Understanding and semantic strucure: Reply to Timothy Williamson

Research output: Contribution to journalComment/debatepeer-review

3 Scopus citations


In his essay '"Conceptual Truth"', Timothy Williamson (2006) argues that there are no truths or entailments that are constitutive of understanding the sentences involved. In this reply I provide several examples of entailment patterns that are intuitively constitutive of understanding in just the way that Williamson rejects, and I argue that Williamson's argument does nothing to show otherwise. Williamson bolsters his conclusion by appeal to a certain theory about the nature of understanding. I argue that his theory fails to consider the role that the structure of a sentence plays in determining its meaning. The cases I present suggest that this role imposes greater cognitive requirements on understanding than Williamson can acknowledge.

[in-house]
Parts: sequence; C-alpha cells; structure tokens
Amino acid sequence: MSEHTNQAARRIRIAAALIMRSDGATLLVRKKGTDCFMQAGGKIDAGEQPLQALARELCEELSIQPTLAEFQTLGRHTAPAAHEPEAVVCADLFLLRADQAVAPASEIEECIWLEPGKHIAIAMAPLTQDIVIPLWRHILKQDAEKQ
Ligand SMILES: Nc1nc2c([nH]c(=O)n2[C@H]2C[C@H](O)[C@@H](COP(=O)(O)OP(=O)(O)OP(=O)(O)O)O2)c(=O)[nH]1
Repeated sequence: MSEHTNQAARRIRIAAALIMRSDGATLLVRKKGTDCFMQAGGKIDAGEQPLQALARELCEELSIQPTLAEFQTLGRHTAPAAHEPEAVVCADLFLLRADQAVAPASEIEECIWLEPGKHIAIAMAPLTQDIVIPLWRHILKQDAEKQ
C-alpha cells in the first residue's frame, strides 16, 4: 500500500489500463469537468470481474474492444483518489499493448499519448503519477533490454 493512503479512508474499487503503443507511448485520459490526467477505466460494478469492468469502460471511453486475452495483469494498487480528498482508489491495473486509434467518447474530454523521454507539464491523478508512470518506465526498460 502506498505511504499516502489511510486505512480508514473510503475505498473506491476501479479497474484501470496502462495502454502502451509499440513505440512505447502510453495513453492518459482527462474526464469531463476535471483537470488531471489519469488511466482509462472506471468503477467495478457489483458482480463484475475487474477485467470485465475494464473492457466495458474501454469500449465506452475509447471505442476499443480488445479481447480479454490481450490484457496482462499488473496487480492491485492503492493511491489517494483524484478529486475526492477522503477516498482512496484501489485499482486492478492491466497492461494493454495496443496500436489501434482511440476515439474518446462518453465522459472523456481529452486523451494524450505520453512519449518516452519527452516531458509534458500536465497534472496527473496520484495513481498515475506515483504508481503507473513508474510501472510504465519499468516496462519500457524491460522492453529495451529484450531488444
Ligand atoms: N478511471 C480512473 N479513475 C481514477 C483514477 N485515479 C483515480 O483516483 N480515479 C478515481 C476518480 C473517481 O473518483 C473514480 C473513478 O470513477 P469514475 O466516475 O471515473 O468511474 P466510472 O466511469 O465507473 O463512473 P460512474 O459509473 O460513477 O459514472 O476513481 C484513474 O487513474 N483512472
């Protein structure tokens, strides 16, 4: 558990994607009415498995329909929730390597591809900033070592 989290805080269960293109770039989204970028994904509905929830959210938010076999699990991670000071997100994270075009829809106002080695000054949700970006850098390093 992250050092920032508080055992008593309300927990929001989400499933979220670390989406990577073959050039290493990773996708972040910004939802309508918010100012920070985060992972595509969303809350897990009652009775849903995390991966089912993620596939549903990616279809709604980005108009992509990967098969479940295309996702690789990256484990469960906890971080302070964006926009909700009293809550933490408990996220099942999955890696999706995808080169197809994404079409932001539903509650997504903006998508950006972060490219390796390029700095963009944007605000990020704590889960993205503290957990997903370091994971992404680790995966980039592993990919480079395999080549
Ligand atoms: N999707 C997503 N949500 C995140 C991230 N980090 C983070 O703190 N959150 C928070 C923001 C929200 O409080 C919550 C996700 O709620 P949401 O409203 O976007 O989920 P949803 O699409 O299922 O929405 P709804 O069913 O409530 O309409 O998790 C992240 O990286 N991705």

Original languageEnglish (US)
Pages (from-to)337-343
Number of pages7
JournalProceedings of the Aristotelean Society
Issue number1 PART 3
StatePublished - Oct 1 2009
Externally publishedYes

ASJC Scopus subject areas

  • Philosophy


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